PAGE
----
8:00 a.m. – Had coffee and a bagel at Cafe Franco in the hostel, then checked out and walked out the back door to take in incredible views of the Golden Gate Bridge and Alcatraz Island. Maybe it was just the early hour, but the area was deserted aside from the occasional passing runner. Highly recommend Fort Mason as a quiet corner of the city where you can enjoy the scenery without a crush of selfie sticks.
9:30 a.m. – Walked down from Fort Mason to Ghirardelli Square to browse some shops and grab an obligatory milkshake from the chocolate marketplace for breakfast #2.
11:45 a.m. – Boarded a cable car, because of course. It’s $7 and it’s an unforgettable way to view the city and it’s in the 1000 Places to See Before You Die book that I’ve inexplicably elevated to holy status. Don’t worry if you can’t stand outside, you can still get a great view if you’re sitting in the car.
12:15 p.m. – Got off the cable car at Powell Street to walk around Union Square and its environs, then headed to Mazarine Coffee for avocado toast and, of course, some coffee for lunch. And to charge my phone, which was perilously close to denying any future gram opportunities.
2:00 p.m. – Found the correct change to board a bus headed toward Alamo Square, which was incredibly quiet (though unbelievably windy) until I got over to the corner of the park overlooking the Painted Ladies (also the corner from the opening credits to certain seasons of Full House). But even that wasn’t unbearably crowded, and the view of those gorgeous Victorian houses with the city’s skyscrapers in the background was worth the struggle to find actual cash for the bus.
3:30 p.m. – In desperate need of both a restroom and an outlet to charge my phone (again) (ugh) (Apple, why?), I wandered into the first relatively empty coffee place I could find, Vinyl, where I had a so-so cookie but a fantastic mocha.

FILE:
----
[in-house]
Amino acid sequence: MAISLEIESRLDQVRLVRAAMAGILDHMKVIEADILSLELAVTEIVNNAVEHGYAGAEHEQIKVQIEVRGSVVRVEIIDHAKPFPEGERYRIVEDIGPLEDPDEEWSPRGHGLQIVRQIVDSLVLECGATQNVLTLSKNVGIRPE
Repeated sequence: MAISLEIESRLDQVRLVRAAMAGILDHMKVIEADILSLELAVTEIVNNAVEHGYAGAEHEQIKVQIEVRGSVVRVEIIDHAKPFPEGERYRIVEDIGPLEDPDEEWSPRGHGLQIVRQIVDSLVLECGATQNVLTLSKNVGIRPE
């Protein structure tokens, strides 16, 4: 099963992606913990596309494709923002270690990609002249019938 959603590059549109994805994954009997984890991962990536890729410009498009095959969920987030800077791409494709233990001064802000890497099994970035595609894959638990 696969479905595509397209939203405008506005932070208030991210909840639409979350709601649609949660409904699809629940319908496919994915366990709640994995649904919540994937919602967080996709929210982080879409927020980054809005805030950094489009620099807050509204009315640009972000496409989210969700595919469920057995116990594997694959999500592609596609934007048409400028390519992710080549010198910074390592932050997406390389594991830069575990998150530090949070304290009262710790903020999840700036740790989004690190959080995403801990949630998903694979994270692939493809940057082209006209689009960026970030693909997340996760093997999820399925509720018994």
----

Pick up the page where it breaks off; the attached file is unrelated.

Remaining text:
4:30 p.m. – Walked up into Haight-Ashbury, which was basically exactly what I expected in that someone offered me shrooms while I was walking down the street.
4:45 p.m. – Grabbed an Uber to the Golden Gate Bridge, which I’d thought I might skip, but really, can you skip that on your first trip to San Francisco? I couldn’t. Although it turned out I could skip walking across the whole thing, because I tried and scared myself shitless by managing to convince myself that it was physically possible to just fall over the edge by accident. But turning back a quarter of the way across meant that I got back to solid ground in time to watch the sun set over the bay, which was a good reward for some irrational fear.
6:30 p.m. – Boarded a bus to the Daly City BART Station. Debated whether to head back downtown for a couple more hours of exploration or call it and go to the airport. By the time I arrived at Daly City, it was almost 10:30 p.m. Eastern time and I was dead tired, so I admitted defeat.
Despite a whole lot of wasted time in my itinerary, I managed to squeeze a decent amount out of my 30-odd hours in San Francisco. Some of my favorite travel experiences just come from walking around absorbing a place, or sipping coffee at places locals rate highly on Foursquare, or ~thinking deep thoughts~ at scenic overlooks, so even the inefficient bits of my itinerary worked for me.
Some people still think I was insane to fly across the country and spend a day and a half in a city where there’s such an overwhelming amount to see and do, but the chance to cross a few items off my travel bucket list without using a single vacation hour was a pretty great deal.